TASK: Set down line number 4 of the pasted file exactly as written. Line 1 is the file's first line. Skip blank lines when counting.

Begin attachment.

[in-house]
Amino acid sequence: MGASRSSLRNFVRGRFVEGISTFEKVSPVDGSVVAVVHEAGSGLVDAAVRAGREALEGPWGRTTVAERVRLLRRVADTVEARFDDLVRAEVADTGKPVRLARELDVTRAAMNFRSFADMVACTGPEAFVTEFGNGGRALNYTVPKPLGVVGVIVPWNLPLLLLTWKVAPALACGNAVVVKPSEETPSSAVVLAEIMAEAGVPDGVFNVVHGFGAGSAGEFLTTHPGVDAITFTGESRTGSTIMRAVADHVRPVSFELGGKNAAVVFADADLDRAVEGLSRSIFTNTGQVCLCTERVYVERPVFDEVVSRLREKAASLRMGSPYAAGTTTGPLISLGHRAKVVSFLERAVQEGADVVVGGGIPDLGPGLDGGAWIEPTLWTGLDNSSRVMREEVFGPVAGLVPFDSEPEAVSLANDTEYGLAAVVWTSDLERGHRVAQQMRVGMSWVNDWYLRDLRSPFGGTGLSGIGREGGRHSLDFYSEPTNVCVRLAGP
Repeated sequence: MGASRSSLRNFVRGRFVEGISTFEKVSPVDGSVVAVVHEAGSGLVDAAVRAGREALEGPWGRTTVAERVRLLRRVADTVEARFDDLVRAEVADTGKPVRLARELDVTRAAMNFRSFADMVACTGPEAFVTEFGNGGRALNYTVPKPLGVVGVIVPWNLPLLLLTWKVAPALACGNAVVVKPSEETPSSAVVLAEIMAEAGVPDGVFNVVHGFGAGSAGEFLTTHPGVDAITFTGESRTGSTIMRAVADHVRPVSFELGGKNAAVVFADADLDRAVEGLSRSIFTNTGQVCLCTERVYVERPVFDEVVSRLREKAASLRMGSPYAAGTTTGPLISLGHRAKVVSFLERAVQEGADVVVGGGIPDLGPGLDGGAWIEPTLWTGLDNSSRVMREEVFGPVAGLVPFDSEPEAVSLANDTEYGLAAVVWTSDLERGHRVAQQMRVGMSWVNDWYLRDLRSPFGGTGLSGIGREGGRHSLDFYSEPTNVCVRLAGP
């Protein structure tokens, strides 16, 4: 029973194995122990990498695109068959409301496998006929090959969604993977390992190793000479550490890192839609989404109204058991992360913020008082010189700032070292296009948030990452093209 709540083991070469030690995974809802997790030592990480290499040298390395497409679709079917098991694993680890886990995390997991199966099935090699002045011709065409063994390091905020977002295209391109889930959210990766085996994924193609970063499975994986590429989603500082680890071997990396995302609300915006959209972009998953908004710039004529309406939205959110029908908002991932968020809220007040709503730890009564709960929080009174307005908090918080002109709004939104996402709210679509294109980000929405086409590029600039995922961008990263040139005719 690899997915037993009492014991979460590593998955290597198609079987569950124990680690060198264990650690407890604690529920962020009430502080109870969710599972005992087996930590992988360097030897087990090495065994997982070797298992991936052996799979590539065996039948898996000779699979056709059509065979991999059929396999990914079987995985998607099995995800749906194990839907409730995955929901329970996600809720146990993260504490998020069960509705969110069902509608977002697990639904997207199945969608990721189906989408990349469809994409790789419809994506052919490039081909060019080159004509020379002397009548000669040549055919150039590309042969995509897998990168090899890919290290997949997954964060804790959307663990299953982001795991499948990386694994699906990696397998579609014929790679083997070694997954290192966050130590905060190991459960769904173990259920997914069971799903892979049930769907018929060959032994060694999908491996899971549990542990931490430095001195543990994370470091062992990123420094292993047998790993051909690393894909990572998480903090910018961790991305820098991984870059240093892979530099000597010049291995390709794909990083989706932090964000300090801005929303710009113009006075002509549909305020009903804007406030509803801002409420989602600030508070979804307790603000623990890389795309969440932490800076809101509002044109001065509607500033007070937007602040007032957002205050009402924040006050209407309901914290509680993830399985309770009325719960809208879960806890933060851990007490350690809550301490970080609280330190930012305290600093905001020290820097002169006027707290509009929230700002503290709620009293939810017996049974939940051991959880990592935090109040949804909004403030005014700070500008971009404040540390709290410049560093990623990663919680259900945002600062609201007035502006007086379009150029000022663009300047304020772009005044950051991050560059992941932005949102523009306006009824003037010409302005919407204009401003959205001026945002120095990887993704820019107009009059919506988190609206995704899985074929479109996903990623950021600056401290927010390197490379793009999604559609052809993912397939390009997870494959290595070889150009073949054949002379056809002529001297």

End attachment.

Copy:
């Protein structure tokens, strides 16, 4: 029973194995122990990498695109068959409301496998006929090959969604993977390992190793000479550490890192839609989404109204058991992360913020008082010189700032070292296009948030990452093209 709540083991070469030690995974809802997790030592990480290499040298390395497409679709079917098991694993680890886990995390997991199966099935090699002045011709065409063994390091905020977002295209391109889930959210990766085996994924193609970063499975994986590429989603500082680890071997990396995302609300915006959209972009998953908004710039004529309406939205959110029908908002991932968020809220007040709503730890009564709960929080009174307005908090918080002109709004939104996402709210679509294109980000929405086409590029600039995922961008990263040139005719 690899997915037993009492014991979460590593998955290597198609079987569950124990680690060198264990650690407890604690529920962020009430502080109870969710599972005992087996930590992988360097030897087990090495065994997982070797298992991936052996799979590539065996039948898996000779699979056709059509065979991999059929396999990914079987995985998607099995995800749906194990839907409730995955929901329970996600809720146990993260504490998020069960509705969110069902509608977002697990639904997207199945969608990721189906989408990349469809994409790789419809994506052919490039081909060019080159004509020379002397009548000669040549055919150039590309042969995509897998990168090899890919290290997949997954964060804790959307663990299953982001795991499948990386694994699906990696397998579609014929790679083997070694997954290192966050130590905060190991459960769904173990259920997914069971799903892979049930769907018929060959032994060694999908491996899971549990542990931490430095001195543990994370470091062992990123420094292993047998790993051909690393894909990572998480903090910018961790991305820098991984870059240093892979530099000597010049291995390709794909990083989706932090964000300090801005929303710009113009006075002509549909305020009903804007406030509803801002409420989602600030508070979804307790603000623990890389795309969440932490800076809101509002044109001065509607500033007070937007602040007032957002205050009402924040006050209407309901914290509680993830399985309770009325719960809208879960806890933060851990007490350690809550301490970080609280330190930012305290600093905001020290820097002169006027707290509009929230700002503290709620009293939810017996049974939940051991959880990592935090109040949804909004403030005014700070500008971009404040540390709290410049560093990623990663919680259900945002600062609201007035502006007086379009150029000022663009300047304020772009005044950051991050560059992941932005949102523009306006009824003037010409302005919407204009401003959205001026945002120095990887993704820019107009009059919506988190609206995704899985074929479109996903990623950021600056401290927010390197490379793009999604559609052809993912397939390009997870494959290595070889150009073949054949002379056809002529001297």